US authorities have accused the operators of Backpage.com of earning $500 million in prostitution-related revenue since the site’s establishment, and allegedly converting some of these proceeds into bitcoin and other cryptocurrencies as part of their money laundering efforts.
The Dominant Marketplace for Commercial Sex
The US Justice Department has announced on Monday the seizure of Backpage.com, which it called “the Internet’s leading forum for prostitution ads.” Additionally, seven related individuals have been charged in a 93-count federal indictment with crimes including conspiracy to facilitate prostitution and international money laundering. The FBI and the IRS were among the many agencies involved in the investigations.
“For far too long, Backpage.com existed as the dominant marketplace for illicit commercial sex, a place where sex traffickers frequently advertised children and adults alike,” said Attorney General Sessions. “But this illegality stops right now. Last Friday, the Department of Justice seized Backpage, and it can no longer be used by criminals to promote and facilitate human trafficking. I want to thank everyone who made this important seizure possible…With their help, we have put an end to the violence, abuse, and heartache that has been perpetrated using this site, and we have taken a major step toward keeping women and children across America safe.”
$500 Million Money Laundering
According to the indictment, prostitution ads have enabled Backpage to earn $500 million since its inception in 2004, with every dollar flowing into its coffers representing the proceeds of illegal activity. And after credit card companies stopped processing payments for Backpage, its operators also employed an array of money laundering strategies – according to the indictment – including converting customer payments and the proceeds of the site’s business in and out of cryptocurrency.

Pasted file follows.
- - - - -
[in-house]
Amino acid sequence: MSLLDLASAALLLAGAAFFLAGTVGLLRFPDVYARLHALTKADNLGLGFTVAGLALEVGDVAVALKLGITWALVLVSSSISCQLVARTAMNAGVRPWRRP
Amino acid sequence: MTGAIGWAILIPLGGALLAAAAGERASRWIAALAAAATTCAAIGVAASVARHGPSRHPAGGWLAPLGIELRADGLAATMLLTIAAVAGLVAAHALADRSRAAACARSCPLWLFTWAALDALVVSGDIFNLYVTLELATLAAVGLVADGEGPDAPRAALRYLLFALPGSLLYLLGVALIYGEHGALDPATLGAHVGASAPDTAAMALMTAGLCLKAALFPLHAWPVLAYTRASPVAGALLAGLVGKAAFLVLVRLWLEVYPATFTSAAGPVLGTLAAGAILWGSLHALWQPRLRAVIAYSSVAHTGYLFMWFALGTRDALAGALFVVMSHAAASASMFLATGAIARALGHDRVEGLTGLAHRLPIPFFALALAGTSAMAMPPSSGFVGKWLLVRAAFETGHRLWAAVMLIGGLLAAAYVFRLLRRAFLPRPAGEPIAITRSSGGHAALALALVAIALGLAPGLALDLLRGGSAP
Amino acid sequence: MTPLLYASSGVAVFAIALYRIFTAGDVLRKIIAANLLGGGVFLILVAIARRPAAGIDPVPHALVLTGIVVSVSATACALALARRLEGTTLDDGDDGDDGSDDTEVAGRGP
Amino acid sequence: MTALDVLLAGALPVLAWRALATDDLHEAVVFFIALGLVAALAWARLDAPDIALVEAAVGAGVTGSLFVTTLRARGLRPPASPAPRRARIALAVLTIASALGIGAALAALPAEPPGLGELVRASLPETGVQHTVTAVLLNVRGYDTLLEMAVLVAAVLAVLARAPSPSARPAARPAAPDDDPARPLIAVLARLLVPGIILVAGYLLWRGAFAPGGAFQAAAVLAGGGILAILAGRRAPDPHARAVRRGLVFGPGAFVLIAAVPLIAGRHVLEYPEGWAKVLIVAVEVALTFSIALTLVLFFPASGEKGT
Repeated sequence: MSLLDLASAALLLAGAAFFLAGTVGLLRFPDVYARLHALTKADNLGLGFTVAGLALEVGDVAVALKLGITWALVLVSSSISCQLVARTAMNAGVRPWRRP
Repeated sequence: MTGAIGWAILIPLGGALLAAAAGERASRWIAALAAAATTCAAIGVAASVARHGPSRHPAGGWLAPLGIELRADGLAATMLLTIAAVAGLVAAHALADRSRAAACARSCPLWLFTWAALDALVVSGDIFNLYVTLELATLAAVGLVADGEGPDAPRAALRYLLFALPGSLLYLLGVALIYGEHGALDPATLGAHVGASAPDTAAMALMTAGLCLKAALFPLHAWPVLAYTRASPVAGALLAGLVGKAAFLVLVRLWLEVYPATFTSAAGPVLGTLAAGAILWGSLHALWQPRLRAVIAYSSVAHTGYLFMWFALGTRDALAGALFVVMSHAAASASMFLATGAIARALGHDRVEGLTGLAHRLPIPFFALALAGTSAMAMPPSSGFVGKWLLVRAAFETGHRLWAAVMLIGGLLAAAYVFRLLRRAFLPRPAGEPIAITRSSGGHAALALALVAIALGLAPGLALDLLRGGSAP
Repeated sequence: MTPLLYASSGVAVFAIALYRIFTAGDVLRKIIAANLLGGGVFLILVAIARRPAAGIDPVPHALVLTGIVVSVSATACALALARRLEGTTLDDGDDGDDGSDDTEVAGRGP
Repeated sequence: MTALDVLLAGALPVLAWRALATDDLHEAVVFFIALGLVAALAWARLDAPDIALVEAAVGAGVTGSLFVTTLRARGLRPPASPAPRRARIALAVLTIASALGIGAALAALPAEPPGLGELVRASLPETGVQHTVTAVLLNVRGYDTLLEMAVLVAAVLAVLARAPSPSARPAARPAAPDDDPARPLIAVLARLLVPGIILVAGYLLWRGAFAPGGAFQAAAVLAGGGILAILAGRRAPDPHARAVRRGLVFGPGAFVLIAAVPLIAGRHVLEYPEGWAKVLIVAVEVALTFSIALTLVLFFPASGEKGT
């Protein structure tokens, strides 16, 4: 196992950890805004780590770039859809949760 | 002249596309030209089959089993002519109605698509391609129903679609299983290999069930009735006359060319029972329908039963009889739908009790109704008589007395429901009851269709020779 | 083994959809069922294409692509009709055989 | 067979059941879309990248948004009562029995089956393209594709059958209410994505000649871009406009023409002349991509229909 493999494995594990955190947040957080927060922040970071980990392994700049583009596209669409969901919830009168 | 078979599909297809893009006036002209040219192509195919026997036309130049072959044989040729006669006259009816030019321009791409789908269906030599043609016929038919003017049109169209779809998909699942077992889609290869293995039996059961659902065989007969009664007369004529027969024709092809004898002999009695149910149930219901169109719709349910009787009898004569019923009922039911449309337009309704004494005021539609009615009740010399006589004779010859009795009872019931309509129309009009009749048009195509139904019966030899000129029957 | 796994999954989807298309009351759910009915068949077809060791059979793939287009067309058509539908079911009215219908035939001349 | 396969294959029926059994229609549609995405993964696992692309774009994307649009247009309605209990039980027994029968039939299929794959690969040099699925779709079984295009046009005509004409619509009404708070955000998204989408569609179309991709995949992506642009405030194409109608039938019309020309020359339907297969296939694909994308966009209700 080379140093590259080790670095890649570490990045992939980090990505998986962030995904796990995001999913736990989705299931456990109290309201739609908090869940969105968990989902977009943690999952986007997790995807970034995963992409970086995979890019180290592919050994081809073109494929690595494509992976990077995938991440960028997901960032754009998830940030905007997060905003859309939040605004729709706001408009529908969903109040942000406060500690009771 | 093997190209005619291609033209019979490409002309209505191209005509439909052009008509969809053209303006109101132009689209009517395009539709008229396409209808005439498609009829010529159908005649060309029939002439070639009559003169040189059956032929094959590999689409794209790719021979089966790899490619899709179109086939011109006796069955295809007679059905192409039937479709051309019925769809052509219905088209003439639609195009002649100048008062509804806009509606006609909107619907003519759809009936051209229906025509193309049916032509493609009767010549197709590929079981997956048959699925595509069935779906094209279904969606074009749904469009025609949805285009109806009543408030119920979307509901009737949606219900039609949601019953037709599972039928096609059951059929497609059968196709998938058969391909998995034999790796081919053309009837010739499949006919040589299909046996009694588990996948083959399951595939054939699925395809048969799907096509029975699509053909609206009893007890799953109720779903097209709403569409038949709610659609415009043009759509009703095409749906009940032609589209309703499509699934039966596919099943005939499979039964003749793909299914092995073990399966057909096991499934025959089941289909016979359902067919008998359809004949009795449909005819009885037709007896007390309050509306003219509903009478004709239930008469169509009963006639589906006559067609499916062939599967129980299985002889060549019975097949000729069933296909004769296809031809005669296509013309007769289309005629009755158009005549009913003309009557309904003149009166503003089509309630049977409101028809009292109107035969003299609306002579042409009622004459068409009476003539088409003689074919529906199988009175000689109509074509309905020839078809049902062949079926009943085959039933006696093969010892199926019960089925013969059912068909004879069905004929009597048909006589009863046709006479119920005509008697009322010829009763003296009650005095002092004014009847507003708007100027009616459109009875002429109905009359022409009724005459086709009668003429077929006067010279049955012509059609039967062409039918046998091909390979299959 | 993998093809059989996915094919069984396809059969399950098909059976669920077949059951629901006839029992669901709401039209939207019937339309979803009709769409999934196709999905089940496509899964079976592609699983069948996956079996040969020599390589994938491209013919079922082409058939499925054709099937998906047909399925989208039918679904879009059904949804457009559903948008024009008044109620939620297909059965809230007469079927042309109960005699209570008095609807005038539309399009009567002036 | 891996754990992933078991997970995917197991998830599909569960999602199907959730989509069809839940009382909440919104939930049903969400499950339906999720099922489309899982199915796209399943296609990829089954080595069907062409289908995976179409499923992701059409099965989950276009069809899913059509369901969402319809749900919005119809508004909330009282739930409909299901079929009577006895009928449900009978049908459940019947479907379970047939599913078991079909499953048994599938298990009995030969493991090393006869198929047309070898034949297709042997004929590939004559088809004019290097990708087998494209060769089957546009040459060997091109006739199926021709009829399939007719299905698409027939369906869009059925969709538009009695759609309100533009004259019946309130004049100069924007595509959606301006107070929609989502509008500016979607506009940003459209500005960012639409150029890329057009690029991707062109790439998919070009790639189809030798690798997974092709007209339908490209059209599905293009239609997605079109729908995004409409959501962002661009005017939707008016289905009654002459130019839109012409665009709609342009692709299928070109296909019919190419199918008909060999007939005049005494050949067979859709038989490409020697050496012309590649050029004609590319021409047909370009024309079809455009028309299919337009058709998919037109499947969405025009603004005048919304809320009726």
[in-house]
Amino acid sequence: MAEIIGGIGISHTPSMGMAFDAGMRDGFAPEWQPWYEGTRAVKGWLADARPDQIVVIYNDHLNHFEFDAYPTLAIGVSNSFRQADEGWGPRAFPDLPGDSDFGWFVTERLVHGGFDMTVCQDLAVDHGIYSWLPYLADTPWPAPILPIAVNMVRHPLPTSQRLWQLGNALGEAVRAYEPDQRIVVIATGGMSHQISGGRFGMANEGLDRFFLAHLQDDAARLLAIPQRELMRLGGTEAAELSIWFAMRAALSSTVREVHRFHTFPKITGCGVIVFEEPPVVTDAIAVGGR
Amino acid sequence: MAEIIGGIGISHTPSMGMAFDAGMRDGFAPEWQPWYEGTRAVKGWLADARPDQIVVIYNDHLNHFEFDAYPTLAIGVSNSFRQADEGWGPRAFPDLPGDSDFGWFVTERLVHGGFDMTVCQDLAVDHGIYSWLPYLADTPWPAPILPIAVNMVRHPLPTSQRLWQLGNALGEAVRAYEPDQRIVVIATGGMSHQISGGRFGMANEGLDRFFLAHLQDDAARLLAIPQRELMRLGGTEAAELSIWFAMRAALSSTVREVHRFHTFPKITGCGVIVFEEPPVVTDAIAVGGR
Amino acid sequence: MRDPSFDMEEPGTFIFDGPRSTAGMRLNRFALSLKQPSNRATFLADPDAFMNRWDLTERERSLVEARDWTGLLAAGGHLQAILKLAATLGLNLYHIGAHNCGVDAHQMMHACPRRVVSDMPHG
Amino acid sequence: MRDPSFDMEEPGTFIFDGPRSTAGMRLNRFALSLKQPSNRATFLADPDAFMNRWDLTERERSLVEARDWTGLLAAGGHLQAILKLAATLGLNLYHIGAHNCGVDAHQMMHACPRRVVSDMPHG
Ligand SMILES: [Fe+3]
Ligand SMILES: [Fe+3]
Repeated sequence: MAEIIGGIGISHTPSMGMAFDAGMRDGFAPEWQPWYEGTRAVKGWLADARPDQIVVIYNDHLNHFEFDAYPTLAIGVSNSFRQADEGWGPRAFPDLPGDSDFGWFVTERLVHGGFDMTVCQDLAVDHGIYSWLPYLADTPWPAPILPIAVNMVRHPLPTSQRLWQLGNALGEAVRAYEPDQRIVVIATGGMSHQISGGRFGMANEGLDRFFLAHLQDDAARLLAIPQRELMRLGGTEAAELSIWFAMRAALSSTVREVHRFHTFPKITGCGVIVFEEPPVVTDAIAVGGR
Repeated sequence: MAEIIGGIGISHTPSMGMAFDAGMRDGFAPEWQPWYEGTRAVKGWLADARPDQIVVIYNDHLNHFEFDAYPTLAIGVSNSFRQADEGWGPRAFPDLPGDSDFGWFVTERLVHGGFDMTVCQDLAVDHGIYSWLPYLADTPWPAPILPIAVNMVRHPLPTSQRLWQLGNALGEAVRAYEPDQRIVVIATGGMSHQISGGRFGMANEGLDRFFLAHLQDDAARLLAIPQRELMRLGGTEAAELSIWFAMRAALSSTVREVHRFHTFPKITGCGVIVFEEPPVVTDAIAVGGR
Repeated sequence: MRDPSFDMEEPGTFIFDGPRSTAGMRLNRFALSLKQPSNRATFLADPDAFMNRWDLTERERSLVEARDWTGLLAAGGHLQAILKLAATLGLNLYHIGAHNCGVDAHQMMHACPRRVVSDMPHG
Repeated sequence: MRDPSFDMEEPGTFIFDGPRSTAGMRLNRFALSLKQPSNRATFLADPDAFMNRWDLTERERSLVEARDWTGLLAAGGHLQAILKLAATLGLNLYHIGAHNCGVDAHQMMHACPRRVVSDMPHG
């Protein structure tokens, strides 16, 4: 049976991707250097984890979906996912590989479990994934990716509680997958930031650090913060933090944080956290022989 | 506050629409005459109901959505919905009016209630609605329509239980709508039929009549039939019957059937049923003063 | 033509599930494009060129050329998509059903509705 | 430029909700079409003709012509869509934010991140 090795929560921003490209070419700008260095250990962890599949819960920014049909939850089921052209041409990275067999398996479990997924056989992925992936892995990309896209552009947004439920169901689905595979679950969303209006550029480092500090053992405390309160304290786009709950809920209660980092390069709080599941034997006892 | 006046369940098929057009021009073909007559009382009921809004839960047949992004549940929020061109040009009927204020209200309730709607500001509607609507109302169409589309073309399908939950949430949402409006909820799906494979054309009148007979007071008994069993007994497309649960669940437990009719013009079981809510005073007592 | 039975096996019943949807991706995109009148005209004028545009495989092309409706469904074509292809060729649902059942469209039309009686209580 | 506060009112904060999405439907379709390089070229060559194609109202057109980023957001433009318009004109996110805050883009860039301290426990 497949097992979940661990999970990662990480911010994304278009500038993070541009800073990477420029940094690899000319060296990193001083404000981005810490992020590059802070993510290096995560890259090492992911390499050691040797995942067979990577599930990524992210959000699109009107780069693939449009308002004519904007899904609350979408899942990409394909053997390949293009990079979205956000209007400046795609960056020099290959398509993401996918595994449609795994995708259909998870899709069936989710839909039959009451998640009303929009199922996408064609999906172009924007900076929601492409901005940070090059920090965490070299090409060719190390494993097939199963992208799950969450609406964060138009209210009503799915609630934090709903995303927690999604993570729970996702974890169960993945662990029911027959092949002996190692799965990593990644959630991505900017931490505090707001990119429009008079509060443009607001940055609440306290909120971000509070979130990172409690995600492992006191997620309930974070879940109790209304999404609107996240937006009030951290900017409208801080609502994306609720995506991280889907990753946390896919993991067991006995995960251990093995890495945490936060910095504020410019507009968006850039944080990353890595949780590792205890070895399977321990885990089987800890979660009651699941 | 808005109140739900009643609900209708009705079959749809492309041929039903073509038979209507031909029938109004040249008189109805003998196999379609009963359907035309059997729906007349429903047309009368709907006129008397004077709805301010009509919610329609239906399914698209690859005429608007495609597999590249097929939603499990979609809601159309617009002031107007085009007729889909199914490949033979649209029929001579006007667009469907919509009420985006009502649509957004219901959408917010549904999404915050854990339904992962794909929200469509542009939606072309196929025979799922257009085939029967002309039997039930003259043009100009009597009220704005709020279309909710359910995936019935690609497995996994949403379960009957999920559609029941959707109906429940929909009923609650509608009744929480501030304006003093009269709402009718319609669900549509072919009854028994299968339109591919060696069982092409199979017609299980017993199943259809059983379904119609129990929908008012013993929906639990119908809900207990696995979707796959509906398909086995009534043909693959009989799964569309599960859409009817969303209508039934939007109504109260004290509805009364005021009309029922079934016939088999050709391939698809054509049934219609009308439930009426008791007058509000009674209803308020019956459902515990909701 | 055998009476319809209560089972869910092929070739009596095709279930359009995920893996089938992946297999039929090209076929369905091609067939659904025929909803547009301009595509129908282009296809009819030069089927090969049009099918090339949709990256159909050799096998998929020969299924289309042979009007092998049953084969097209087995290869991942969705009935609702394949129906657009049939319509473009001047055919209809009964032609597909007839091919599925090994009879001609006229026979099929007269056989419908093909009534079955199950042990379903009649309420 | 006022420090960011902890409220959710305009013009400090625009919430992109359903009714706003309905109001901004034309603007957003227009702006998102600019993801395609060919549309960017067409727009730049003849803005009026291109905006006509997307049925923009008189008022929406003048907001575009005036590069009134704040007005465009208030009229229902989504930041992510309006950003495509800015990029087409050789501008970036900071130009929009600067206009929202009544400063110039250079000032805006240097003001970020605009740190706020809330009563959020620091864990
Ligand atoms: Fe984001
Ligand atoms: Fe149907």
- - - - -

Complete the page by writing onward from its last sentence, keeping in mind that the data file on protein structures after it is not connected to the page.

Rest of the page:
Chief Don Fort of IRS Criminal Investigation said: “The masterminds behind Backpage are not only alleged to have committed egregious amounts of financial crimes such as money laundering, they did so at the expense of innocent women and children. While these types of investigations can be made more challenging with the use of virtual currency, offshore banking, and the anonymity of the Internet, it should serve as an example to all criminals that there is not a place they can hide where we will not find them.”
As we reported before, US authorities have made similar accusation against Backpage in the past but the charges were dismissed by the court on the grounds of free speech protections for online publishers.
Will these charges against the site eventually be dropped too? Share your thoughts in the comments section below.
Images courtesy of Shutterstock, DOJ.
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